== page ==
Monday, August 18, 2014

Different Standards For Deciding Whether To Stay?

You may recall that Judge Covington denied a defendant's request to stay litigation, rejecting that defendant's argument that it was merely a "peripheral" defendant since it had only bought the accused product from another defendant.  While the Court noted in that decision that cases are generally stayed against peripheral defendants, that general rule does not apply where the peripheral defendant and the plaintiff are competitors.  In denying the peripheral defendant's request for stay, the Court required that defendant to put forward "an undue hardship or inequity."  Because that defendant couldn't, a stay was not appropriate.

The other defendants in that case separately moved to stay the litigation in favor of the inter partes reviews of the three patents-in-suit those defendants had instituted.  Here, for the primary defendant who had instituted inter partes reviews, the standard for granting a stay is different, relying on a "liberal policy" in favor of granting them:

“Courts have inherent power to manage their dockets and stay proceedings, including the authority to order a stay pending conclusion of a PTO” proceeding.  Ethicon, Inc. v. Quigg, 849 F.2d 1422, 1426-27 (Fed. Cir. 1988). The party moving for a stay bears the burden of demonstrating that a stay is appropriate. See Landis v. N. Am. Co., 299 U.S. 248, 255 (1936). As acknowledged in Automatic Manufacturing Systems, Inc. v. Primera Technology, Inc., No. 6:12-cv-1727-RBD-DAB, 2013 WL 1969247, at *1 (M.D. Fla. May 13, 2013), “In patent cases, a number of courts reason that such stays should be liberally granted when there is a pending administrative proceeding pending before the USPTO.” (citing Sabert Corp. v. Waldington N. Am., No. 06-5423, 2007 WL 2705157, at *5 (D.N.J. Sept. 14, 2007)(highlighting the “liberal policy in favor of granting motions to stay proceedings” because review by the USPTO “might assist the court in making a validity determination or [] eliminate the need to make an infringement determination.”); WABCO Holdings, Inc. v. Bendix Commercial Vehicle Sys., LLC, No. 09-3179, 2010 WL 2628335, at *2 n.2 (D.N.J. June 28, 2010)(“the liberal policy towards stays . . . arises due to the potential waste in using a court’s time and energy when a USPTO decision could drastically alter the nature of the case.”))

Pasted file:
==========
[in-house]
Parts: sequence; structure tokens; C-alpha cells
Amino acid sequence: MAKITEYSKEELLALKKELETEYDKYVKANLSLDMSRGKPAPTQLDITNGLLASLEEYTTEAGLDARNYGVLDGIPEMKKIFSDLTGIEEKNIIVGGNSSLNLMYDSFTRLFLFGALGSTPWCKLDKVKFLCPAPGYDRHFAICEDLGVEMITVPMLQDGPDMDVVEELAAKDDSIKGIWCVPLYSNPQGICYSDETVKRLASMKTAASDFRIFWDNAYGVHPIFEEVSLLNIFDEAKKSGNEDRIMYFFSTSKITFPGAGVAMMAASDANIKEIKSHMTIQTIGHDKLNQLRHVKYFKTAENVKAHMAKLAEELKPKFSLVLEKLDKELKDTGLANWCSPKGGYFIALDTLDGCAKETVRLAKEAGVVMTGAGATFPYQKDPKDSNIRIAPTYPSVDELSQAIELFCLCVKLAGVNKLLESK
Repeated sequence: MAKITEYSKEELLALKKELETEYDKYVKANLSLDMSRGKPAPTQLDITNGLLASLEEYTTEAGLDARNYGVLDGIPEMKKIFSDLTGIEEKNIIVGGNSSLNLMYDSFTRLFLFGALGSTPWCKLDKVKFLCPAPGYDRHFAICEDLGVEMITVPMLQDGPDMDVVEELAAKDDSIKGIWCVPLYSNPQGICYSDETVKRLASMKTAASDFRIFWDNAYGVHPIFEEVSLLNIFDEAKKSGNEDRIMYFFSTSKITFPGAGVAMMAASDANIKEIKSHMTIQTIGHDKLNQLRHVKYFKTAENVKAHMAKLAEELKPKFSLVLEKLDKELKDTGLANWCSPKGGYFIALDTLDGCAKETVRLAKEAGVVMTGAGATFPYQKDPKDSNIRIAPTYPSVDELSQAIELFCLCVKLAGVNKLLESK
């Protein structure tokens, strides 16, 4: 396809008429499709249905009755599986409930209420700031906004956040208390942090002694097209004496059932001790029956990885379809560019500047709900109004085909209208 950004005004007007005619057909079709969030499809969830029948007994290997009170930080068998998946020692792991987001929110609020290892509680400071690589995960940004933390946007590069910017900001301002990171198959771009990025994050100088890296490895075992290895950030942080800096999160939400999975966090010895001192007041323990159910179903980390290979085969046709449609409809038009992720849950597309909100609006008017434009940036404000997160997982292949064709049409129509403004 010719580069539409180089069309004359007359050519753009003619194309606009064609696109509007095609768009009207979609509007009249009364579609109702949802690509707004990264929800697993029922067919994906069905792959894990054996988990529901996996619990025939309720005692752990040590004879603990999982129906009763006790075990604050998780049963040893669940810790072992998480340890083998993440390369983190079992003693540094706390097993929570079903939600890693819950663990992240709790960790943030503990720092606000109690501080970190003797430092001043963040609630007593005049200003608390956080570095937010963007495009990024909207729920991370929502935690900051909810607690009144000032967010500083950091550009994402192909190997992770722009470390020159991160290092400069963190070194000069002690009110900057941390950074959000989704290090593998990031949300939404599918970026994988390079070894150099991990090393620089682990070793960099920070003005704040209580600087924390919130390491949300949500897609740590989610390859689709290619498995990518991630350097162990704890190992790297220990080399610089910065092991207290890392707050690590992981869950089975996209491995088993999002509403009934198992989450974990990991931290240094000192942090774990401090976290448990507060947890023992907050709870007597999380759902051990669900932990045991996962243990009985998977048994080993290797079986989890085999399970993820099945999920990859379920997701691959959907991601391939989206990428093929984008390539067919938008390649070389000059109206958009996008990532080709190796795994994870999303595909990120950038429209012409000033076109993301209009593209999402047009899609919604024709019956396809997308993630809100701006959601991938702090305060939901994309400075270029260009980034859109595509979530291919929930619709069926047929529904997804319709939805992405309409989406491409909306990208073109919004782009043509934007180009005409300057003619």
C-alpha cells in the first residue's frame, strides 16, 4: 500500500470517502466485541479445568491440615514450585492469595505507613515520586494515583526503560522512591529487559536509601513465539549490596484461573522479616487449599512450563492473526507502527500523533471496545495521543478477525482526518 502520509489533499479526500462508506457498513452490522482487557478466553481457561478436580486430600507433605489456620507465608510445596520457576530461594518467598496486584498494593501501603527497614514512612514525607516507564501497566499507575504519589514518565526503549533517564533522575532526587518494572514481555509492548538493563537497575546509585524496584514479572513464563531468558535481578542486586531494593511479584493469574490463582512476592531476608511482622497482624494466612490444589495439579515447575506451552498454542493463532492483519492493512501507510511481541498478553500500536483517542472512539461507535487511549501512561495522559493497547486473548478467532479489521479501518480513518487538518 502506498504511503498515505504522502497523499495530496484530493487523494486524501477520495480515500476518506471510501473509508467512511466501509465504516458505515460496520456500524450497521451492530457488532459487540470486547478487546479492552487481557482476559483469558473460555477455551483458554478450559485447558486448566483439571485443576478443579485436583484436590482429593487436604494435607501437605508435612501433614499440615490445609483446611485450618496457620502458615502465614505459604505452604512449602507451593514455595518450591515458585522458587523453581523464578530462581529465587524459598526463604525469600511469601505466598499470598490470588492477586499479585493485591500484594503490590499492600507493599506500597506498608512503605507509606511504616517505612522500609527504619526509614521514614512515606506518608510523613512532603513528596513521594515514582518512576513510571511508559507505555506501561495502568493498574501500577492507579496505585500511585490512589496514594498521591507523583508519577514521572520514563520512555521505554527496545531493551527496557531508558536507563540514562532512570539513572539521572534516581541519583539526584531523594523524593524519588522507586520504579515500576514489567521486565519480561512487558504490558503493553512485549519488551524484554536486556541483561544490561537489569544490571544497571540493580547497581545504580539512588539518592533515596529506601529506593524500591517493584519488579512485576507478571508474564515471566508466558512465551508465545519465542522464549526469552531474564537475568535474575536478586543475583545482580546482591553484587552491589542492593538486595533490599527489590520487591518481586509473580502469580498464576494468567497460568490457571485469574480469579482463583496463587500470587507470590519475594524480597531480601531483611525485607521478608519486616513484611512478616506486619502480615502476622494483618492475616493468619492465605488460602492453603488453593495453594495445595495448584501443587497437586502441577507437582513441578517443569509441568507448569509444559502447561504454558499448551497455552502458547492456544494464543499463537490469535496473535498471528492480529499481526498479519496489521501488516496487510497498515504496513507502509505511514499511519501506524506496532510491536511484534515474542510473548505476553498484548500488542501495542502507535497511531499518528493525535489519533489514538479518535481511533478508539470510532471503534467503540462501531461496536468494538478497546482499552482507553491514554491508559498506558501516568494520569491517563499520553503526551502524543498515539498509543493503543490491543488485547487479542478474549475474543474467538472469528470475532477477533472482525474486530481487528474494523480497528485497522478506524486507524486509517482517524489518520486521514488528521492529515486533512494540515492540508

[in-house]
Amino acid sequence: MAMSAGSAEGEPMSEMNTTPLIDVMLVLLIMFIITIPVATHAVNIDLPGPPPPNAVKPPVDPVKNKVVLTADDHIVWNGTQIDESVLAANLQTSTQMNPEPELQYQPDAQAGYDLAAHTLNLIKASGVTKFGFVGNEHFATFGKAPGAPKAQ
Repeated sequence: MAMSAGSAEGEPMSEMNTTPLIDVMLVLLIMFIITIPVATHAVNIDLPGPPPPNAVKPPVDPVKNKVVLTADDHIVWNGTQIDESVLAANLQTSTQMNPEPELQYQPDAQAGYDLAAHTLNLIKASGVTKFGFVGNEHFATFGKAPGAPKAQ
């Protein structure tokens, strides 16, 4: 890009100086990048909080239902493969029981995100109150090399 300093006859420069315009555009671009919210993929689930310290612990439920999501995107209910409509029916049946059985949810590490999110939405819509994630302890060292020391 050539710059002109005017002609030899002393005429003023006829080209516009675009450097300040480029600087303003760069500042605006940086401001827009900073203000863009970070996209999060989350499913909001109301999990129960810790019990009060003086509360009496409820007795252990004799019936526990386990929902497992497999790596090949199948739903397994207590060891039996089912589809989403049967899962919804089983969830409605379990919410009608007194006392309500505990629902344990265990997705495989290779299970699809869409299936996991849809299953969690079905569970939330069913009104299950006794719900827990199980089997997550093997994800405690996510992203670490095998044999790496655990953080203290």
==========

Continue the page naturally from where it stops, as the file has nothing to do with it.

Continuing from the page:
The Court then addressed the typical factors: (1) whether the stay would unduly prejudice or present a clear tactical disadvantage to the non-moving party; (2) whether the stay will simplify the issues in question and trial of the case; and (3) whether a stay will reduce the burden of litigation on the participants or the court.   Here, the Court appeared persuaded in part because of the "highly technical component" of the case.  Importantly, while the Court previously rejected the peripheral defendant's request to stay because the peripheral defendant was a competitor, that same logic did not carry the day here:
The Andersons, Inc. also opposes the requested stay on the grounds that it is in direct competition with Defendants, and any stay of the proceedings will allow Defendants to continue their allegedly infringing activities unabated.  Defendants correctly counter that The Andersons, Inc. has not sought a preliminary injunction and that any damages The Andersons, Inc. incurs may be remedied with money damages.  See Tomco Equip. Co. v. SE Agri-Sys., Inc., 542 F. Supp. 2d 1303, 1308 (N.D. Ga. 2008)(rejecting the argument that plaintiff's damages "will intensify during a stay" because "the availability of money damages is sufficient to protect plaintiff from prejudice.").
Motion for stay, granted.  Case administratively closed and parties obligated to file a status report every 90 days.

The Andersons, Inc. v. Enviro Granulation, LLC., Case No. 8:13-CV-3004 (M.D. Fla. Aug. 14, 2014) (J. Covington)

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